Newsletter 3 (Feb 2017): New TOD Guidance Document for India is Comprehensive and In-depth

    In preparation for a next generation of urban transit systems in India’s fast growing cities, the Ministry of Urban Development has been working on a set of comprehensive TOD guidelines as part of the Sustainable Urban Transport Project (P110371). The Transit Oriented Development Guidance Document was released in mid-2016 “to assist various government organizations, public authorities, and development professionals in India, embarking on the process of integrating sustainable transport planning principles in diverse urban contexts.”. The core of this document is the Step-by-Step process identified, (1) Assess, (2) Enable, (3) Plan+Design, (4) Invest, and (5) Implement, followed by a detailed documentation of best practice case studies.




    MoUD stresses that TODs are relevant to Indian urban challenges, stressing that planning must move away from auto-centric paradigms. Local and regional planning authorities should have TOD policies as part of the regular master plan updating process, suggesting tailored TOD urban design guidelines could better match development control regulations. Planners must also collaborate with transit agencies upstream when considering a new transit corridor to ensure effective integration. While the recommendations emphasize holistic and long-term planning, they also suggest quick-wins that local governments can do right away – improving integration with current feeder buses, rickshaws, etc.; upgraded pedestrian infrastructure; bicycle rental; and park-and-ride lots at strategic transit stations.


    Assessment/Enabling: Planners need to review and reform zoning regulations – in order to allow a mix of uses, differential FARs, provision of premium FARs as incentives, and land pooling mechanisms. Automobile regulations (including parking minimums) also need to be examined.


    Plan+Design: Many design guidelines are suggested to achieve TOD objectives. To ensure effective multi-modal integration with good pedestrian accessibility, it is suggested that bus stops and bicycle sharing stations be placed closer (under 100m) than private car/taxi pickups (further than 100m). Beyond the immediate station area, 50 street intersections per square km is recommended as ideal to achieve high walkability. On the land development side, an increase in FARs immediately surrounding stations should incentivize redevelopment, and higher densities can be made livable with well-considered urban design guidelines.


    MoUD also covers a menu of options to encourage coordinated real estate investment, including direct incentives like land value capture, tax increment financing, and joint development with transit agencies directly, as well as regulatory tools like land banking, density bonuses, and transfer of development rights (TDR). Finally, under implementation, the Document provides recommendations on how to measure key outcomes and phase key tasks for stakeholders.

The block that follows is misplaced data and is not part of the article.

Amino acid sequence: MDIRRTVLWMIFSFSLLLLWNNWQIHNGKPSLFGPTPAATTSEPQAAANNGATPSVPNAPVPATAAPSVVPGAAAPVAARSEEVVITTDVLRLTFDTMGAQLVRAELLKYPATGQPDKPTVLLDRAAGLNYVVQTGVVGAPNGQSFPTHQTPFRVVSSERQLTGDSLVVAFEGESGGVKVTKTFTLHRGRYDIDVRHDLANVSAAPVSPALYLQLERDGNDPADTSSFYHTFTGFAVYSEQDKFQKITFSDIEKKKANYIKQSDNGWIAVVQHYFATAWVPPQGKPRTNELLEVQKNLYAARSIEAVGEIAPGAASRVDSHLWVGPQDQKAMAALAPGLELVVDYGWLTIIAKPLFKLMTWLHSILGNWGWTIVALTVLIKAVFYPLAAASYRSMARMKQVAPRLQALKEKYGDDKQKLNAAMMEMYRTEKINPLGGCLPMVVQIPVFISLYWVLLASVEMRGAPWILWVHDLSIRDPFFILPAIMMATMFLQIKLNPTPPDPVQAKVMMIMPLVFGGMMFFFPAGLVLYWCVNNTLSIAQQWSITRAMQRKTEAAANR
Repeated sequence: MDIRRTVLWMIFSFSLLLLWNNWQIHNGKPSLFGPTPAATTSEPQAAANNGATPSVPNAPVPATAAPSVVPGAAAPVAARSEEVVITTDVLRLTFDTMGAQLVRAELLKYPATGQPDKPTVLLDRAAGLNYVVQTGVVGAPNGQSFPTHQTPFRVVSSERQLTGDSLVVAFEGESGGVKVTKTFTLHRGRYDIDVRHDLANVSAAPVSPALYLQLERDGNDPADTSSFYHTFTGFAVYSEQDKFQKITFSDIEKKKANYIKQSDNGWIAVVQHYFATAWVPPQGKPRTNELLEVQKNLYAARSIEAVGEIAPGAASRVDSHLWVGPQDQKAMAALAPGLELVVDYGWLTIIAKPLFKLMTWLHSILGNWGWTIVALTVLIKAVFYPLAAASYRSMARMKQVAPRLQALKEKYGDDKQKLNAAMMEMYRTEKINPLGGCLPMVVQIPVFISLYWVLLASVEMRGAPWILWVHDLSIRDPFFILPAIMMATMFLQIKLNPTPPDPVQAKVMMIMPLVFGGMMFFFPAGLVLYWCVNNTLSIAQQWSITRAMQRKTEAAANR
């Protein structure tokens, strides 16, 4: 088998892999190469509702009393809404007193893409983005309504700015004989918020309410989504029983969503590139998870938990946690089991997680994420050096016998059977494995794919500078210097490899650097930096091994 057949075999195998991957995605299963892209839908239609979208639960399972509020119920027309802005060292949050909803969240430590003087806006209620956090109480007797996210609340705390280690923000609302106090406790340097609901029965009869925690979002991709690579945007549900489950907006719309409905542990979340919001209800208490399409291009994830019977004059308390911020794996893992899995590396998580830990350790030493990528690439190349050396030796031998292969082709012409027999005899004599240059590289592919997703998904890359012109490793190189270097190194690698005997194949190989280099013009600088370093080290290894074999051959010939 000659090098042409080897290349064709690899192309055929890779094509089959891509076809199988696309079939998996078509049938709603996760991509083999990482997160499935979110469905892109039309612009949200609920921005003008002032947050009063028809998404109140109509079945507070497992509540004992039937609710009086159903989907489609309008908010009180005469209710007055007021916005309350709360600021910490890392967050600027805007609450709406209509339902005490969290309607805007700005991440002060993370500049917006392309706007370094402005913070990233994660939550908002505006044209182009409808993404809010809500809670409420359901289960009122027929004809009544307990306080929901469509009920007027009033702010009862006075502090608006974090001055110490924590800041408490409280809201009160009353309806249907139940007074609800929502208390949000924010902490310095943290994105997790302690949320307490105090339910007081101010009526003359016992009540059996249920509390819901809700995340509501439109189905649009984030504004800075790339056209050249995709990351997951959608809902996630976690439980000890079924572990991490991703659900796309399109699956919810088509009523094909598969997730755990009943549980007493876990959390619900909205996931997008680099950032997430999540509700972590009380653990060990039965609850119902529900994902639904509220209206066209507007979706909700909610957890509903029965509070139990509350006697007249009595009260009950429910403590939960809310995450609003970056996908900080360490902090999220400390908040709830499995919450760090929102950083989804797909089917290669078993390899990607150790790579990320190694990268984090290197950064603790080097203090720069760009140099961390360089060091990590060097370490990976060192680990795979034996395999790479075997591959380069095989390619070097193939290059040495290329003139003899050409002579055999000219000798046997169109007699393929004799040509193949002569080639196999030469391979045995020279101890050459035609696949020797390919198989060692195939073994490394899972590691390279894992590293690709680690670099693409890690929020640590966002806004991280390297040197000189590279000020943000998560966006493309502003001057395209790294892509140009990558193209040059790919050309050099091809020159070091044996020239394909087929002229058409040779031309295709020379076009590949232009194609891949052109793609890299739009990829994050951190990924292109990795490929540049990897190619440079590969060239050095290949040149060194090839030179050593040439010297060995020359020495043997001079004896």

Case Studies


    To bring the principles down to local-level, the Guidance Document includes specific case studies on how this could be implemented in a few cities and station areas in India and best practices from abroad. Specific Indian examples are from metro stations in Delhi and BRT stations in Ahmedabad.


    TOD Principles Identified
    • Multi-modal Integration – seamless integration between modes for direct transfers between PT modes
    • First & last mile connectivity – effective bridges to trip end-points, with a mix of transport options
    • Interconnected street network – hierarchy of streets with high intersection density allowing direct travel
    • Complete streets – rights of way that cater to all users
    • Non-motorized transportation (NMT) network – design improvements that shift the balance to NMT users
    • Traffic calming – slowing motorized traffic to improve safety for pedestrians and bicyclists
    • Mixed land uses – efficient distribution to justify better transit service and lessen the need for motorized travel
    • Optimized densities – tapered and concentrated densities along a corridor based on transit carrying capacity
    • Street oriented buildings – buildings that are welcoming at street-level with active uses
    • Managed parking – optimize level and location of parking district-wide to discourage vehicle usage
    • Informal sector integration – cater for all sectors of society and ensure transit’s benefits are inclusive
    • Housing diversity & affordable housing – ensure choice of housing options within station walking distance along a transit corridor


    For more information, please refer to the full project documents or contact Ms Nupur Gupta (TTL, World Bank).